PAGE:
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Thomas Hardy (1840–1928). Wessex Poems and Other Verses. 1898.

44. At an Inn

WHEN we as strangers sought

Their catering care,

Veiled smiles bespoke their thought

Of what we were.

They warmed as they opined

Us more than friends—

That we had all resigned

For love’s dear ends.

And that swift sympathy

With living love

Which quicks the world—maybe

The spheres above,

Made them our ministers,

Moved them to say,

“Ah, God, that bliss like theirs

Would flush our day!”

And we were left alone

As Love’s own pair;

Yet never the love-light shone

Between us there!

But that which chilled the breath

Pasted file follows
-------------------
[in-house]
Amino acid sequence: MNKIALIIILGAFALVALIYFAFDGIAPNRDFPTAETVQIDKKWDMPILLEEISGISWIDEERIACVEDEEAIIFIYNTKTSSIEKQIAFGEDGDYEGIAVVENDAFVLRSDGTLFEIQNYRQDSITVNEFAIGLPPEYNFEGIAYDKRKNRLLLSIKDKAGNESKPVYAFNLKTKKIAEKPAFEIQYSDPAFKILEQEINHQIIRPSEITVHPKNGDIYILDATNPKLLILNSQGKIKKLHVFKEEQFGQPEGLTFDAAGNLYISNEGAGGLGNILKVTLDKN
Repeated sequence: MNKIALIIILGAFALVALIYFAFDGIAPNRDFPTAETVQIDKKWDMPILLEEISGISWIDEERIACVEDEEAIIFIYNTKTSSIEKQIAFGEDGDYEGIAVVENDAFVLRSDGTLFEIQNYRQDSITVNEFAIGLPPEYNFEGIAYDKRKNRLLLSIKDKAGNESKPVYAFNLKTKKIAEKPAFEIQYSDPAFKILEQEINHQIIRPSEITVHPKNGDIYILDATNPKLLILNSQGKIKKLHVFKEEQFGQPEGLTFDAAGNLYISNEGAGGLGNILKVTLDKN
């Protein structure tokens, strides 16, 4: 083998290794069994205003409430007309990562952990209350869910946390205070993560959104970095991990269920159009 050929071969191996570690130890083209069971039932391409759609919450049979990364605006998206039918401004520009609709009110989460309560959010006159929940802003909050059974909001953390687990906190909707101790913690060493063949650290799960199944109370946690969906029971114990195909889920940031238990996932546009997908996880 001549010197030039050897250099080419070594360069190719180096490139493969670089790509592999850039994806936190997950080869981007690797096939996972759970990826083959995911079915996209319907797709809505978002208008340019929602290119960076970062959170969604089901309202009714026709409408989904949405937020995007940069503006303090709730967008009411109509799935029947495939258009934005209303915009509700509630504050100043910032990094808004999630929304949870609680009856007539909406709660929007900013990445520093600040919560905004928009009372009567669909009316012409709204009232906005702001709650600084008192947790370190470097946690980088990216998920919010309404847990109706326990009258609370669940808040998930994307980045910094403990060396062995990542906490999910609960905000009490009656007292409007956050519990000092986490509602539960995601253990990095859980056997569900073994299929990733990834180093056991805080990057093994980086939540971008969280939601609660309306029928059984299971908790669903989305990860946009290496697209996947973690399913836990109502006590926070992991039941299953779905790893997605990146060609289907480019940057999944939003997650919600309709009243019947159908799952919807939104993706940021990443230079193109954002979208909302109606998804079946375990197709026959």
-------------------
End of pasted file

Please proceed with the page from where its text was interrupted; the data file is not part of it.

Of afternoon,

And palsied unto death

The pane-fly’s tune.

The kiss their zeal foretold,

And now deemed come,

Came not: within his hold

Love lingered numb.

Why cast he on our port

A bloom not ours?

Why shaped us for his sport

In after-hours?

As we seemed we were not

That day afar,

And now we seem not what

We aching are.

O severing sea and land,

O laws of men,

Ere death, once let us stand

As we stood then!